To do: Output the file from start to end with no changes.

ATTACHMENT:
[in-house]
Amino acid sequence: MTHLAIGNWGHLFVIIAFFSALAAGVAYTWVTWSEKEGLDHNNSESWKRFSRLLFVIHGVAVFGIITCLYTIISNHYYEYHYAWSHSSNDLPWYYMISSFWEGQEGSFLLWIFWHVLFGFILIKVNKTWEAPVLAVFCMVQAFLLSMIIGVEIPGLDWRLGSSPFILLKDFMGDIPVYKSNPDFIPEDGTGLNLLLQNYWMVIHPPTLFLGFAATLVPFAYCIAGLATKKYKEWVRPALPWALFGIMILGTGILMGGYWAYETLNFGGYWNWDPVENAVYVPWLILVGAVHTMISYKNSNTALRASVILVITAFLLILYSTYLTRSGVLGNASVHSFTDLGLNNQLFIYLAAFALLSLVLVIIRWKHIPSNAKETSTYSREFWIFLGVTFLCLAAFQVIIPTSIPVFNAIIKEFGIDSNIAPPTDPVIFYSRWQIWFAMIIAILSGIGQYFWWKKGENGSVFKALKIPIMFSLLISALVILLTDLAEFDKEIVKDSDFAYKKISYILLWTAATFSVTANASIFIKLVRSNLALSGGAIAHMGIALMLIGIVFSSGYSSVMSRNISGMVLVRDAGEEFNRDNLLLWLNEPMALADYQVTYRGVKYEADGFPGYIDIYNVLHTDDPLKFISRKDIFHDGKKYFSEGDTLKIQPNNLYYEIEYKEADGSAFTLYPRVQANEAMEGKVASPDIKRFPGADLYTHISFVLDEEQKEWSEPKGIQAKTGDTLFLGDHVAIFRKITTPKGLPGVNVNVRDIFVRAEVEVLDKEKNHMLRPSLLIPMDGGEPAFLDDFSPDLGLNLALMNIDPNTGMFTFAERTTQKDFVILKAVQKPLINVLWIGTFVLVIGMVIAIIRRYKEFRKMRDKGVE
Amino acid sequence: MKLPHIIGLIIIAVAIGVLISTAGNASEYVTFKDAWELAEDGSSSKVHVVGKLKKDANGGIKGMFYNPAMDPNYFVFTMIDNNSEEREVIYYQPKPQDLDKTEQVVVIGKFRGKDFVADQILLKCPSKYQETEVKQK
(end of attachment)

[in-house]
Amino acid sequence: MTHLAIGNWGHLFVIIAFFSALAAGVAYTWVTWSEKEGLDHNNSESWKRFSRLLFVIHGVAVFGIITCLYTIISNHYYEYHYAWSHSSNDLPWYYMISSFWEGQEGSFLLWIFWHVLFGFILIKVNKTWEAPVLAVFCMVQAFLLSMIIGVEIPGLDWRLGSSPFILLKDFMGDIPVYKSNPDFIPEDGTGLNLLLQNYWMVIHPPTLFLGFAATLVPFAYCIAGLATKKYKEWVRPALPWALFGIMILGTGILMGGYWAYETLNFGGYWNWDPVENAVYVPWLILVGAVHTMISYKNSNTALRASVILVITAFLLILYSTYLTRSGVLGNASVHSFTDLGLNNQLFIYLAAFALLSLVLVIIRWKHIPSNAKETSTYSREFWIFLGVTFLCLAAFQVIIPTSIPVFNAIIKEFGIDSNIAPPTDPVIFYSRWQIWFAMIIAILSGIGQYFWWKKGENGSVFKALKIPIMFSLLISALVILLTDLAEFDKEIVKDSDFAYKKISYILLWTAATFSVTANASIFIKLVRSNLALSGGAIAHMGIALMLIGIVFSSGYSSVMSRNISGMVLVRDAGEEFNRDNLLLWLNEPMALADYQVTYRGVKYEADGFPGYIDIYNVLHTDDPLKFISRKDIFHDGKKYFSEGDTLKIQPNNLYYEIEYKEADGSAFTLYPRVQANEAMEGKVASPDIKRFPGADLYTHISFVLDEEQKEWSEPKGIQAKTGDTLFLGDHVAIFRKITTPKGLPGVNVNVRDIFVRAEVEVLDKEKNHMLRPSLLIPMDGGEPAFLDDFSPDLGLNLALMNIDPNTGMFTFAERTTQKDFVILKAVQKPLINVLWIGTFVLVIGMVIAIIRRYKEFRKMRDKGVE
Amino acid sequence: MKLPHIIGLIIIAVAIGVLISTAGNASEYVTFKDAWELAEDGSSSKVHVVGKLKKDANGGIKGMFYNPAMDPNYFVFTMIDNNSEEREVIYYQPKPQDLDKTEQVVVIGKFRGKDFVADQILLKCPSKYQETEVKQK